Hotel Industry Pulse shows setback in November:
|December 14th, 2009
|e-forecasting.com eNews for the Hotel Industry
DURHAM, New Hampshire — This
morning, economic research firm e-forecasting.com in conjunction
with Smith Travel Research announced HIP hit another bump in
After edging down 0.1 percent in October, HIP went
down 1.8 percent in November. HIP, the Hotel Industry's Pulse
index, is a composite indicator that gauges business activity in
the U.S. hotel industry in real-time, similar to a GDP measure for
the industry. The latest monthly change brought the index to a
reading of 79.9. The index is set to equal 100 in 2000.
Looking at HIP's six-month growth
rate, which historically has signaled turning points in U.S.
hotel business activity, HIP’s growth rate worsened from the
previous month, with a reading of negative 9.3 percent
compared with negative 8.7 percent in October. As a
benchmark, March had been the worst month of the cycle when
the six-month growth rate hit negative 23.4. This compares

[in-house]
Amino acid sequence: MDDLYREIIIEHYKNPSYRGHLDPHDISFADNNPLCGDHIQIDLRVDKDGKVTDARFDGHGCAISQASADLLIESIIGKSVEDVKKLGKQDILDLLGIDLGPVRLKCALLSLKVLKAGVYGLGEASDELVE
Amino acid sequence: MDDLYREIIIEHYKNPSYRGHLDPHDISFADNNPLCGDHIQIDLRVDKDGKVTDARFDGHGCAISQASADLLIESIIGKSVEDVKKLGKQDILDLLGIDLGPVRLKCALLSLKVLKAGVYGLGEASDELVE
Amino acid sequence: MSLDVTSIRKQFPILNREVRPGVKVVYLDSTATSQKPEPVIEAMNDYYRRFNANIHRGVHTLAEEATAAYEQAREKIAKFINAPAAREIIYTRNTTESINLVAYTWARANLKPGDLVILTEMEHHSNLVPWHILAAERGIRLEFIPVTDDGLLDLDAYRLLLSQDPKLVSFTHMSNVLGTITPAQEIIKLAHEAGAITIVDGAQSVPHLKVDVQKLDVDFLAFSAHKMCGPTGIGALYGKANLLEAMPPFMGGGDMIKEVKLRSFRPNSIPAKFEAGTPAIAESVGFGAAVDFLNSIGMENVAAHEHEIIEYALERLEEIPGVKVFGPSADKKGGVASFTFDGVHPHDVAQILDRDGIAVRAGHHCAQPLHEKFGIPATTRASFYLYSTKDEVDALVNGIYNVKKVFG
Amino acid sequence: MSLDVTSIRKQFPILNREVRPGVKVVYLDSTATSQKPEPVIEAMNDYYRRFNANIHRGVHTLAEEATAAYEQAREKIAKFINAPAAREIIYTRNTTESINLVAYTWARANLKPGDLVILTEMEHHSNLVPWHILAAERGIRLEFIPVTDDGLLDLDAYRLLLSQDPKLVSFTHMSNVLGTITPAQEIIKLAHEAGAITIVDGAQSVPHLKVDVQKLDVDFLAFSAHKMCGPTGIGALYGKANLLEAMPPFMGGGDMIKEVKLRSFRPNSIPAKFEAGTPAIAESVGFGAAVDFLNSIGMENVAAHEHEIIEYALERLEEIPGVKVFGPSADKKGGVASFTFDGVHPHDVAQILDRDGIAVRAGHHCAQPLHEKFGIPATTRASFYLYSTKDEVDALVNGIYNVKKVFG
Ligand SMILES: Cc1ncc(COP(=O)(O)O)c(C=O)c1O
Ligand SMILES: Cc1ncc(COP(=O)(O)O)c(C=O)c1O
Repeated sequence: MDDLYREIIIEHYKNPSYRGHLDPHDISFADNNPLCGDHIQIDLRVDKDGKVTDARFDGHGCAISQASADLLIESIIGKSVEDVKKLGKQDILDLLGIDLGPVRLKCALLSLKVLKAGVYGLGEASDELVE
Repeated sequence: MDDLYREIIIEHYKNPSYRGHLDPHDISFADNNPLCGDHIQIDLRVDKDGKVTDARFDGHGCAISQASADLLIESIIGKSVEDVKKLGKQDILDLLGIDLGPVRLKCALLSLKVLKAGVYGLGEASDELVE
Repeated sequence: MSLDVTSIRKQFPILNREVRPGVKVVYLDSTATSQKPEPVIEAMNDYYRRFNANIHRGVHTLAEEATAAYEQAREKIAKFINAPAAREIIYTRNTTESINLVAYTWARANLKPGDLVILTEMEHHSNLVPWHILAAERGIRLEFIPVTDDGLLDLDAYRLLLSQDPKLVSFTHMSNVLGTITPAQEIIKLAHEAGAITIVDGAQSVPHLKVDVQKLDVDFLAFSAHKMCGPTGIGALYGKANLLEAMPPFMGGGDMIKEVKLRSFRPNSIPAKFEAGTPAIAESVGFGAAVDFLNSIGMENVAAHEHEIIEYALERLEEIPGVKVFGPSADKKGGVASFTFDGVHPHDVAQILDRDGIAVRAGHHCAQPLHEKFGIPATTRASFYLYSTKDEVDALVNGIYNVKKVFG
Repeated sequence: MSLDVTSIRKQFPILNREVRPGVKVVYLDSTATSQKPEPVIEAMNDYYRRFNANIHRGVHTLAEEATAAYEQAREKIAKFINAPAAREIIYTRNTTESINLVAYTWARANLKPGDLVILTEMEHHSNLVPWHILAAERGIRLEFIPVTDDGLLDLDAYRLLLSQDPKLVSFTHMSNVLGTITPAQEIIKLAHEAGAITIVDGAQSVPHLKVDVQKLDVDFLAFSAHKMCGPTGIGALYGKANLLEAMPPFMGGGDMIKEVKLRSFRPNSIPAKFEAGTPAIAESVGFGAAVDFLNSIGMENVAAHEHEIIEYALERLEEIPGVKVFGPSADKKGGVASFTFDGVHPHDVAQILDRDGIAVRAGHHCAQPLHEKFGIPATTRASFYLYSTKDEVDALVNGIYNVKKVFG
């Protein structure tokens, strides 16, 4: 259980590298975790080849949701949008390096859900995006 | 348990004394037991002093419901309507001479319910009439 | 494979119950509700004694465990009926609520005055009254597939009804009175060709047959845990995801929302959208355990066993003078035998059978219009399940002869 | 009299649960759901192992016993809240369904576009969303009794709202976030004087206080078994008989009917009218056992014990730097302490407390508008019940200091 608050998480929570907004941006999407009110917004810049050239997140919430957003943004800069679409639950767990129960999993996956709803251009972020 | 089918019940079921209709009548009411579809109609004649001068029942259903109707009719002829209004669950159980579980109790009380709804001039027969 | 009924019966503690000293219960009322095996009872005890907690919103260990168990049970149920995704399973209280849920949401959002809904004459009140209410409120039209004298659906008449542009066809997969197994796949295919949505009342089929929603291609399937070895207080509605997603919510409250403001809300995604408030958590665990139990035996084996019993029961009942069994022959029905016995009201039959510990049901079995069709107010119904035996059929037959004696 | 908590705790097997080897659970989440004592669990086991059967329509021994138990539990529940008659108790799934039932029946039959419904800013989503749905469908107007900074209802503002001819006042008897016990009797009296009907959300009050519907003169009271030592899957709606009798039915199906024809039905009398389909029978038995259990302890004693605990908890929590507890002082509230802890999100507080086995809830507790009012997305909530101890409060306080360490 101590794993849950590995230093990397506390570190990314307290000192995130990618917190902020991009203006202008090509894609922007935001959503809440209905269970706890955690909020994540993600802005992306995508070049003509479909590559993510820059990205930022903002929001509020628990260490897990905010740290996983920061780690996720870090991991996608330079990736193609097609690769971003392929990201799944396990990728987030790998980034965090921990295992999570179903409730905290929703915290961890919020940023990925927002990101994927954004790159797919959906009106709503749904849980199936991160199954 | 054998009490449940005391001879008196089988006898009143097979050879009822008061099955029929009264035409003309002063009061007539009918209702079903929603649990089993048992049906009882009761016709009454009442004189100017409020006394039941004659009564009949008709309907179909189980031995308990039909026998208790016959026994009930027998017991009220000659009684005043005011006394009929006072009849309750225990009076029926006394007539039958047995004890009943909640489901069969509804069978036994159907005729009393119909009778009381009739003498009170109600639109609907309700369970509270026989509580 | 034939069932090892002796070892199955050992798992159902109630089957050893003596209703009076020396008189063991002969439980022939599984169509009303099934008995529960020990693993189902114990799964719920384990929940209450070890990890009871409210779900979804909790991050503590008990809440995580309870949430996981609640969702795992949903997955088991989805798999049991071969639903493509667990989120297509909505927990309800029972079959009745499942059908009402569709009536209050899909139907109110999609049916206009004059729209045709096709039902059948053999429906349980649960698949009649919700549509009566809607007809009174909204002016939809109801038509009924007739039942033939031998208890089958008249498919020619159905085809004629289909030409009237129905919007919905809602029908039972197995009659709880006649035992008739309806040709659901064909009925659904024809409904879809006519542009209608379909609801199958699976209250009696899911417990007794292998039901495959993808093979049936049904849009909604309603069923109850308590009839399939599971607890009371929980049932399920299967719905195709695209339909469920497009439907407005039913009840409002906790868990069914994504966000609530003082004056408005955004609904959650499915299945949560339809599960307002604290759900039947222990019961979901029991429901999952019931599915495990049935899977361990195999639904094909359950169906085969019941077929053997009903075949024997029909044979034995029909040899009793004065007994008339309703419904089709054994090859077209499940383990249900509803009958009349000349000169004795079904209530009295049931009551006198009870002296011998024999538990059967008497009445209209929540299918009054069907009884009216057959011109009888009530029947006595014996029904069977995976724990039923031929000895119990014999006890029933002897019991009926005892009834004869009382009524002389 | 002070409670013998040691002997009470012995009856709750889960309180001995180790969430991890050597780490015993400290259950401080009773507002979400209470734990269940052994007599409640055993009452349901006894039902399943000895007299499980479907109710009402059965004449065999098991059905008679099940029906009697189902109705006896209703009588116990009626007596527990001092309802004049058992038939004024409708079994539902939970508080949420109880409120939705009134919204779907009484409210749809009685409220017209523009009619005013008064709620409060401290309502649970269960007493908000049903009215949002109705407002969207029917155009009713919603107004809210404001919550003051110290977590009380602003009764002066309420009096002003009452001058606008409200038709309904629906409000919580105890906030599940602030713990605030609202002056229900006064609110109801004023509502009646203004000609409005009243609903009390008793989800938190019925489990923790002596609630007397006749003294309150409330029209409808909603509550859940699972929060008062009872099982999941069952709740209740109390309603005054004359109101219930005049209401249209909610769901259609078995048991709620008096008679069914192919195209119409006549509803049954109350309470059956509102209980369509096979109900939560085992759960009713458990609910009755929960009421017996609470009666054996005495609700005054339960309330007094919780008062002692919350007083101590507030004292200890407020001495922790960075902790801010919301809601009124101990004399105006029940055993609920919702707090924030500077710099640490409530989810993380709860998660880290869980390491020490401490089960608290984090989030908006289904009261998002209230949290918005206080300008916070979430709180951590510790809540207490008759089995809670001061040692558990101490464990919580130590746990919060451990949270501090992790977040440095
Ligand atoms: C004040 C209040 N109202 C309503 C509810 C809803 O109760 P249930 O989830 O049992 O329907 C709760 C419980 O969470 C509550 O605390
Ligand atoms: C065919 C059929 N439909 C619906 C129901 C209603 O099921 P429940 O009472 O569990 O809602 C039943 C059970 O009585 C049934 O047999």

with a long-term annual growth rate of 3.2 percent, the same
as the 38-year average annual growth rate of the industry's
gross domestic product.
“As noted last
month, what we are seeing now is that the hotel industry
recovery has gone flat. It seems that the industry, although
we are not seeing major declines again yet, is leveling out
at very low levels,” commented Maria Simos, CEO of
Chad Church, industry research
manager at STR noted, “Although November demand performance
was affected by calendar comparisons to 2008, the revenue
input continues to drag the HIP index in negative territory.
Discounting and the subsequent revenue losses are primarily
to blame for this month’s result.” There were only eight
weekend days in November 2009 compared to nine weekend days
in 2008. The probability of business expansion was lower in
November, recorded at 44.7 percent, nearly half the 87.3
percent reading in October.
HIP is a hotel industry
indicator which was created to fill the void of a real-time
monthly indicator for the hotel industry that captures
current conditions. What the indicator does is provide
useful information about the timing and degree of the
industry’s linking with the U.S. business cycle for the last
40 years. Simply put, it tracks monthly overall business
conditions in the industry, like an industry GDP, and points
in a timely way to the changes in direction from growth to
recession or vice versa.
The composite indicator is
made with the following components: revenues from consumers
staying at hotels and motels adjusted for inflation, room
occupancy rate and hotel employment, along with other key
economic factors which influence hotel business activity.